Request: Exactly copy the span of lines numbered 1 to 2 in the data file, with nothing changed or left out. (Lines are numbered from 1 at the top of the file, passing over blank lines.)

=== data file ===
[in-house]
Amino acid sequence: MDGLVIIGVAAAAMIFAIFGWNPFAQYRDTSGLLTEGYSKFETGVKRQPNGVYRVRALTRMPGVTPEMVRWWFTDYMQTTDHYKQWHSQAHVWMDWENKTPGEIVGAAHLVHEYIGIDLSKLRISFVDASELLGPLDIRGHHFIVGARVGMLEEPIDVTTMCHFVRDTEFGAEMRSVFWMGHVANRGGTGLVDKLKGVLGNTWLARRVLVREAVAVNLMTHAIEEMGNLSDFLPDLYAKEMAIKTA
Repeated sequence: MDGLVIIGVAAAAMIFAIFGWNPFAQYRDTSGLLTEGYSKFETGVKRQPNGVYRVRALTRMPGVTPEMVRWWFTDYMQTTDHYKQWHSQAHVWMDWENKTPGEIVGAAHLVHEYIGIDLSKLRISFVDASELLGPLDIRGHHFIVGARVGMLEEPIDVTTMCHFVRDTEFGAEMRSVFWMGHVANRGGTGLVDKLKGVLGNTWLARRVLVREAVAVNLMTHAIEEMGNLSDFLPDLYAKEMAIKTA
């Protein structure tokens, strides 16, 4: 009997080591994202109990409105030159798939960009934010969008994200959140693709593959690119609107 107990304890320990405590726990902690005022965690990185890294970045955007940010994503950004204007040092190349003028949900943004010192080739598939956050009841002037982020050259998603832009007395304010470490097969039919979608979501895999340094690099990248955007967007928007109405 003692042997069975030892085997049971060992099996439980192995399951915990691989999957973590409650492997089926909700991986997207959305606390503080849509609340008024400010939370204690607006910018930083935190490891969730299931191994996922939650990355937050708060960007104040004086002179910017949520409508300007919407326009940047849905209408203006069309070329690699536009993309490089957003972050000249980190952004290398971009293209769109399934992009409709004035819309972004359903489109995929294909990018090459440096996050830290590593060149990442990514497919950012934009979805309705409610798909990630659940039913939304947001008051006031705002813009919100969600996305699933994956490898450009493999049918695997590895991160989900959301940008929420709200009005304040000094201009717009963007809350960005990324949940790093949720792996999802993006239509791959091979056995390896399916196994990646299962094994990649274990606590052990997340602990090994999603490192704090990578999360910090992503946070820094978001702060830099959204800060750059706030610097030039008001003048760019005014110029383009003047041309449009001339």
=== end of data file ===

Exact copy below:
[in-house]
Amino acid sequence: MDGLVIIGVAAAAMIFAIFGWNPFAQYRDTSGLLTEGYSKFETGVKRQPNGVYRVRALTRMPGVTPEMVRWWFTDYMQTTDHYKQWHSQAHVWMDWENKTPGEIVGAAHLVHEYIGIDLSKLRISFVDASELLGPLDIRGHHFIVGARVGMLEEPIDVTTMCHFVRDTEFGAEMRSVFWMGHVANRGGTGLVDKLKGVLGNTWLARRVLVREAVAVNLMTHAIEEMGNLSDFLPDLYAKEMAIKTA